Since 2006, the Surgical Breast Unit at CHBAH has maintained an electronic database of patient information. Since 2008, the Unit has been affiliated with the International Breast Centres Network and has standardized its treatment approach through weekly multidisciplinary meetings with cancer surgeons, medical oncologists, radiation oncologists, and palliative care specialists. In order to analyze the determinants of NACT, we reviewed the records of all female patients in the database diagnosed with Stages I–III invasive carcinoma of the breast from January 1, 2009, through December 31, 2011.

This study was approved by the University of the Witwatersrand Human Research Ethics Committee (Approval Number: M141129, dated December 5, 2014). The Committee did not ask us to obtain patients’ consent because the study involved only retrospective medical record reviews. The data were anonymized for analysis to protect patients’ confidentiality.

NACT

Most patients with Stages I and II breast cancer received primary surgery, while most patients with Stage III disease received NACT. The primary systemic regimens offered included 4 cycles of doxorubicin and cyclophosphamide followed by 4 cycles of paclitaxel (AC→T) or 6 cycles of 5-fluorouracil, doxorubicin, and cyclophosphamide. HER2-targeted therapy was not available for patients outside of a clinical trial. All patients with hormone-receptor-positive tumors received adjuvant tamoxifen. Patients with contraindications or intolerance of tamoxifen were offered anastrozole, an aromatase inhibitor, alone or, when applicable, in combination with goserelin, a long-acting gonadotropin-releasing hormone analog.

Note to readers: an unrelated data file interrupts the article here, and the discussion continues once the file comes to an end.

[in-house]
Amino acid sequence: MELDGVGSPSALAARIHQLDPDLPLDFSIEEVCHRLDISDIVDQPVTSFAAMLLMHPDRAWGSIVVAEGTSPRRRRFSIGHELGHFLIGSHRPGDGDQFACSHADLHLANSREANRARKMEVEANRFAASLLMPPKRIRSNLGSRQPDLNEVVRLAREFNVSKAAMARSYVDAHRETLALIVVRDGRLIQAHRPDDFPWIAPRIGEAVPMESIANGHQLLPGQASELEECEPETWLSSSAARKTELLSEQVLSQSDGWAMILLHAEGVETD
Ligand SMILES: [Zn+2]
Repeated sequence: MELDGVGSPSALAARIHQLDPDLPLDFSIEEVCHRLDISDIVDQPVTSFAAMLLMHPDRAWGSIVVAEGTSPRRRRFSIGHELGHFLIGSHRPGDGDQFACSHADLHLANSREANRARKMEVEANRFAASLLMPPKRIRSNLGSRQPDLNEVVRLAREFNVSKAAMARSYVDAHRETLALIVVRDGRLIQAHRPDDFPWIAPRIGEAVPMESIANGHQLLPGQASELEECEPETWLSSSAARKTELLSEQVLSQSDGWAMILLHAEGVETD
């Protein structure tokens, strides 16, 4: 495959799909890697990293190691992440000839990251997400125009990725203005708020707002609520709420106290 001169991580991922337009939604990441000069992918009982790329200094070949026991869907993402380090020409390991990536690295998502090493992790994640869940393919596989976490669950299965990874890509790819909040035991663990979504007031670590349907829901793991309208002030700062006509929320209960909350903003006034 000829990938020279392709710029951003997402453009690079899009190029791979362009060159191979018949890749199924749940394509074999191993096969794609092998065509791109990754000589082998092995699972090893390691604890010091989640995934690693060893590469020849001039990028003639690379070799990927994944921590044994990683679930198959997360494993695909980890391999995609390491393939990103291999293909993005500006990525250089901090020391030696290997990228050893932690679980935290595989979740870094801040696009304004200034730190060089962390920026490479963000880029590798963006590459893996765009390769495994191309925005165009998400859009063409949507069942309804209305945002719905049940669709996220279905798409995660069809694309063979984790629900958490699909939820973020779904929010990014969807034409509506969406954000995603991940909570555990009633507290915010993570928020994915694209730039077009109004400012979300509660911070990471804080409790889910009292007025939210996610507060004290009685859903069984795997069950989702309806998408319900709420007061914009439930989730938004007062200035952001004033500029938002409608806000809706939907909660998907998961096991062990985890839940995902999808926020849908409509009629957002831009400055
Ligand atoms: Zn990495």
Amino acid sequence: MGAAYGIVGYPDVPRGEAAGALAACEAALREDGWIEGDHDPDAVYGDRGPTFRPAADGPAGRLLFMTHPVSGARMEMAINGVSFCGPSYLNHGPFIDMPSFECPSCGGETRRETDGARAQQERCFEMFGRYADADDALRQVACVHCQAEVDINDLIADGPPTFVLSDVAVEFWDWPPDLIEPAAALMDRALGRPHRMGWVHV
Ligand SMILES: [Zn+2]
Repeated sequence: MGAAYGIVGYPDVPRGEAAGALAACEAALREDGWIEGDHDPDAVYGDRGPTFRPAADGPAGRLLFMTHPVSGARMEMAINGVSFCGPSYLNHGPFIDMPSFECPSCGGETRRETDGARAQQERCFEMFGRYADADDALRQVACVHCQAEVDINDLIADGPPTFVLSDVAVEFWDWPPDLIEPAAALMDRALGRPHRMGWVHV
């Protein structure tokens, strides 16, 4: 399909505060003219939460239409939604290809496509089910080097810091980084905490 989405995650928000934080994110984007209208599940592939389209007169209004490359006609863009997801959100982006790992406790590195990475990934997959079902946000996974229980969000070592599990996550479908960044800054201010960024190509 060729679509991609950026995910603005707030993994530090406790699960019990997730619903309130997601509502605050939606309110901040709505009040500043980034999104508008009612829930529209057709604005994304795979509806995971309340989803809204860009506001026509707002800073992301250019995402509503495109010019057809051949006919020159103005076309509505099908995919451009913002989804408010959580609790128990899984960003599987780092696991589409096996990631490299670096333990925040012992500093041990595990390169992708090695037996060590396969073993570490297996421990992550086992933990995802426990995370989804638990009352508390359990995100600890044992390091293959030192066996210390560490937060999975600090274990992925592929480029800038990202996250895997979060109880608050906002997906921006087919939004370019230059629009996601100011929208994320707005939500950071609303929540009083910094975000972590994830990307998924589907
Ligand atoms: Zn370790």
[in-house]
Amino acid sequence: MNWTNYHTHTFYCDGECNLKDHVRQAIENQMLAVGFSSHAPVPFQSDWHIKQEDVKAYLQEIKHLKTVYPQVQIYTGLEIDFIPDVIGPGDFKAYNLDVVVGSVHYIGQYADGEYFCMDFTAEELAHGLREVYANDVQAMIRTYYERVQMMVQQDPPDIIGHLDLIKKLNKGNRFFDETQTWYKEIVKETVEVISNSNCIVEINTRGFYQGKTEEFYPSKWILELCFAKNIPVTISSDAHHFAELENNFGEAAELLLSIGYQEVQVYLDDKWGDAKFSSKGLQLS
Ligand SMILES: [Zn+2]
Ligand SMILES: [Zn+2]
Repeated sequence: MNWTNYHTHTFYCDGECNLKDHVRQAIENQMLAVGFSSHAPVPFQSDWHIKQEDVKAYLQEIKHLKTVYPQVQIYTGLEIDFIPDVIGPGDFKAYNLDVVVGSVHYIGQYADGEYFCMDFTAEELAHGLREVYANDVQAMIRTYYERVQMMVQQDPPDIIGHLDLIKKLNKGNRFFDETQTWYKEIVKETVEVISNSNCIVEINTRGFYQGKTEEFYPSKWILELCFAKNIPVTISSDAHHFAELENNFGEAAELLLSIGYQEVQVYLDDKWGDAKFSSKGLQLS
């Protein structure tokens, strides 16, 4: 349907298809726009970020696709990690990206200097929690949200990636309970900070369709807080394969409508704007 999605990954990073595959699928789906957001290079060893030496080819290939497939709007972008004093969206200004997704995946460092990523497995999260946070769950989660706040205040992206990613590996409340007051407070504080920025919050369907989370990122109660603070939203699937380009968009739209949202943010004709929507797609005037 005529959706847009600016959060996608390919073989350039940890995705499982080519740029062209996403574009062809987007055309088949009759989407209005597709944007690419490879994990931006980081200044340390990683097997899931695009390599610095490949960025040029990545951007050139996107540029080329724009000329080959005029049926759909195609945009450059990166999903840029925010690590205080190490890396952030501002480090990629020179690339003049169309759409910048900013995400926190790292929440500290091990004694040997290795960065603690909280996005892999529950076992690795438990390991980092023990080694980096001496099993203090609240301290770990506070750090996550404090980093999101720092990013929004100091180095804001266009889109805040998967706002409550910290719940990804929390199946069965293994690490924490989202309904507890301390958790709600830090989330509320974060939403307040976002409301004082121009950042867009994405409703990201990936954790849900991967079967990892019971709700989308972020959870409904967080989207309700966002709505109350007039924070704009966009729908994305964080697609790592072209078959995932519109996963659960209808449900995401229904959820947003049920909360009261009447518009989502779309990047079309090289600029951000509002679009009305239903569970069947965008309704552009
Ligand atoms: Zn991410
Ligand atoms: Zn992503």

Data and statistical analysis

Data were abstracted from the electronic medical records in the CHBAH Surgical Breast Unit’s database and the medical oncology records from CMJAH. The variables analyzed were patients’ age, race, menopausal status, American Joint Committee on Cancer staging, histopathology diagnosis, tumor grade, estrogen receptor (ER)/progesterone receptor (PR) and HER2 status, as well as human immunodeficiency virus (HIV) status. Breast cancer subtypes were defined as luminal A (ER+ and/or PR+, HER2−, low/intermediate grade); luminal B1 (ER+ and/or PR+, HER2 <3+, high grade); luminal B2 (ER+ and/or PR+, HER2 3+, any grade); HER2-enriched (ER−, PR−, HER2 3+, any grade), and TNBC (ER−, PR−, HER2−, any grade). Ki67 analysis was not performed during the period of the study, although it is now available. Immunohistochemistry HER2–equivocal (2+) values were confirmed with in situ hybridization (ISH) results where they were available or defined as HER2− where ISH testing was not done.